The origins of the Château de Beaugency
Constructed on the initiative of the lords of Beaugency, the Roman-style manor house controlled access to the bridge over the Loire at that time. It formed part of an imposing castle complex, organised around a vast sloping courtyard, the sole access to which was through the barrier gate.
To the west, the courtyard is still dominated by the Roman-style square keep, while the various buildings of the abbey of the canons regular are organised to the south: the 12th-century abbey church and collegiate church. In the northeast lies the lord’s manor house, now the Château de Beaugency.
Construction of the chapel
This building, dedicated to St George, was constructed in the 14th century by royal decree. A new construction is likely to have replaced an older chapel.
source Daniel Bontemps
Restoration of the château by Jean Dunois
Charles of Orléans asked his half-brother Jean Dunois and his wife Marie of Harcourt to take up residence in the Château de Beaugency. Thanks to the intervention of Jean of Harcourt, who bought the château from Charles of Orléans, Jean and Marie enjoyed the house without being named its owners.
Major restoration works were then launched, since the château was in ruins. The building grew. It was extended with two wings, a gallery, offices and towers looking down over defensive ditches.
Expansion and modernisation by Jean d’Orléans-Longueville
The remarkable Renaissance-style developments of the château were carried out by Jean d’Orléans-Longueville, the grandson of Jean Dunois. Among other things, casements were constructed or restored, and the former staircase in the garden tower replaced by reading rooms.
The hanging garden to the east of the château (created in the former ditches) is also the work of Jean d’Orléans-Longueville. But his most significant creation is the house, which is sadly no longer visible today. Only the ‘Longueville’ corner turret gives a glimpse of the quality of this lost building.
From 16th to 19th century
Life at the château through war and upheaval
For over 2 centuries, the château bore witness to religious wars and the transformation of the medieval town of Beaugency into its present-day form. Although not directly impacted by these events, its architectural context was radically affected.
The Notre-Dame collegiate church burnt down and was then rebuilt in the 16th century, the interiors of the keep and its roof were damaged by the fire but never rebuilt, part of the town’s fortifications were pulled down and the bridge over the Loire transformed to ensure a broader route between the southern and northern banks of the river.
Following the French Revolution, the château was finally sold as a national asset.
The beggars’ asylum
At the turn of the 19th century, Baron Henri Siméon, Prefect of the Loiret, decided that his Department should have a beggar’s asylum. On the initiative of Lorin de Chaffin, the Château de Beaugency was chosen to house this institution.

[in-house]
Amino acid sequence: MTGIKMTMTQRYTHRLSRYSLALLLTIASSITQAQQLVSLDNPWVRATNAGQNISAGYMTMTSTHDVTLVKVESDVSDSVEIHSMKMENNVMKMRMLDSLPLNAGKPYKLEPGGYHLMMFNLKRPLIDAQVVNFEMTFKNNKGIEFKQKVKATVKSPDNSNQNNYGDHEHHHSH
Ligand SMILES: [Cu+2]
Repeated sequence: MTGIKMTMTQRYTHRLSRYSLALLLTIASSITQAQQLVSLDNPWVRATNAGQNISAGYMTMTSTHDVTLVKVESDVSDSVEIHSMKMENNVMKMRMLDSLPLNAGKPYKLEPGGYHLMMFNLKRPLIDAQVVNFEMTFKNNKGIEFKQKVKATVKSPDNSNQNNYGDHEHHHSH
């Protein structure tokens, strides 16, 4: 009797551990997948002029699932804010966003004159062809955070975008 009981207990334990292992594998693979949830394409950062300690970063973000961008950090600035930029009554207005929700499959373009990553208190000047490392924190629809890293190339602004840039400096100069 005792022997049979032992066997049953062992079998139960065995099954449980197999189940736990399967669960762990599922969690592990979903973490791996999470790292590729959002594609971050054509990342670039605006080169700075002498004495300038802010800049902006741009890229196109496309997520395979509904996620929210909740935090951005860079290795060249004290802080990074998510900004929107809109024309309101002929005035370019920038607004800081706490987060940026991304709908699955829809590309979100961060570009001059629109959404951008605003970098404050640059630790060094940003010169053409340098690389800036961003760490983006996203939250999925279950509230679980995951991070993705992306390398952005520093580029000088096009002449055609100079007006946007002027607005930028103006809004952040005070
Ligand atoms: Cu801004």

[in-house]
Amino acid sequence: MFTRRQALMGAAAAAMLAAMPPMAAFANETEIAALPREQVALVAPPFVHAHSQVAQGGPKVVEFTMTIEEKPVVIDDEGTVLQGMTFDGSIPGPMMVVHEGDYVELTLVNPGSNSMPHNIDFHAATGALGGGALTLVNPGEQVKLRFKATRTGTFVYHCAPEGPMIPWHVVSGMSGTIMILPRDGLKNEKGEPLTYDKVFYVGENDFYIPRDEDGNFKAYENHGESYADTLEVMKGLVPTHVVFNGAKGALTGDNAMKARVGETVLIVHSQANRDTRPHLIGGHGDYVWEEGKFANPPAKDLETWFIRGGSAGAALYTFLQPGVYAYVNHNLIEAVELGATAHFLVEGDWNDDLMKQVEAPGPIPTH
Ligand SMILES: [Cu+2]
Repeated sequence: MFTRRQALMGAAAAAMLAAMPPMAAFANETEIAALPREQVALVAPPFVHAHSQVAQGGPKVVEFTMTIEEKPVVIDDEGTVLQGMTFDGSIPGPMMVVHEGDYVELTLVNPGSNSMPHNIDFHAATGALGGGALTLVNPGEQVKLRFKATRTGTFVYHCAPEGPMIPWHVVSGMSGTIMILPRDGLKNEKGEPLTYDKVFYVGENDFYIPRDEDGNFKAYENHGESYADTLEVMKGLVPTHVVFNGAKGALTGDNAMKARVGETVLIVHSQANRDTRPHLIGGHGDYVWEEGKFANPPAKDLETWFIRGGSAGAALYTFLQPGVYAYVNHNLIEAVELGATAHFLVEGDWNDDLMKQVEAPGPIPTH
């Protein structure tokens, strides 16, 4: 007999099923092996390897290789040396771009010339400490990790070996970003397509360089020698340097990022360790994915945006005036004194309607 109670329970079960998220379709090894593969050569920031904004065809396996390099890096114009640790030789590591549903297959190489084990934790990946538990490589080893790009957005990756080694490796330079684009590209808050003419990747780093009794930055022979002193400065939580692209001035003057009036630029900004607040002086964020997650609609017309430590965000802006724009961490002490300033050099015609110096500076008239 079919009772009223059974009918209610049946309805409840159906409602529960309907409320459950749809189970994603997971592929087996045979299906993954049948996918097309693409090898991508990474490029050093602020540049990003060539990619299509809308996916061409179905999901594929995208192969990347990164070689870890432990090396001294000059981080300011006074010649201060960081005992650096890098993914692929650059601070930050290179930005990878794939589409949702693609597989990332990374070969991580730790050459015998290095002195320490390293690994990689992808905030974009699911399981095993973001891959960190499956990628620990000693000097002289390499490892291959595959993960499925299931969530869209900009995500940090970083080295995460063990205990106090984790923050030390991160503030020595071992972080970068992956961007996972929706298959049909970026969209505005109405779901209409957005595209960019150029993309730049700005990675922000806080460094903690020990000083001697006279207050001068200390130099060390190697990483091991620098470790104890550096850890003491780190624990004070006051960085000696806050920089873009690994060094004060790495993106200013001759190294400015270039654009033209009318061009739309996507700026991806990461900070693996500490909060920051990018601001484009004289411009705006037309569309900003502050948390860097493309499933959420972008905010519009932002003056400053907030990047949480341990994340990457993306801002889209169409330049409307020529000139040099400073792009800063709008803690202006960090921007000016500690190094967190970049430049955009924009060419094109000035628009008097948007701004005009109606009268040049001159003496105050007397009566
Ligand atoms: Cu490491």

Significant building work began in 1839 for the château to welcome 150 beggars. Among other things, a new area was constructed for women and children beside the St George Chapel, an existing building in the garden was raised and reserved exclusively for the ‘old’ and finally, the north wing of the château, which contained the offices, was completely reorganised. It is now the arcade wing.
Protection of the château as a historic monument
The 20th century saw a growing enthusiasm for remarkable buildings. Château de Beaugency thus secured two-fold protection: the lord’s manor, the garden tower, the round tower and the square tower were added to the additional list of historical monuments, while the arcade wing, southern gallery and former house of Jean d’Orléans-Longueville were included on the same list.
Between 1928 and 2018
Daniel Vannier musesums, holiday camp and J. Dunois Museum
Still owned by the Department, the château has been home to the Museum of 19th-century Orléans Life for more than 7 decades.
Alongside this, the monument plays host to a summer camp during the holidays.
Purchased by a private owner, it remained a museum until 2018 comprising fifteen rooms reconstructed based on analyses of documents from historical archives.
From 2021 onwards
Digital art centre
In spring 2021, the Château de Beaugency was converted into a space dedicated to heritage and the Digital Arts, with a space for artists in residence, a transmission and mediation site and a hub for creative teamwork.
Raoul I & Raoul II
The Lords of Beaugency
Philippe le Bel
The King of France
Clémence de Hongrie
At the death of Louis X, king of France
Jeanne de Bourgogne
Wife of King Philippe VI of France
Philippe de Valois
1st Duke of Orleans
1394 - 1465
Brother of Jean Dunois
1403 - 1468
Batard of Orléans and Marie Harcourt
1484 - 1533
Jean d’Orleans - Longueville
1468 à 1789
Family of Orleans
Until the French revolution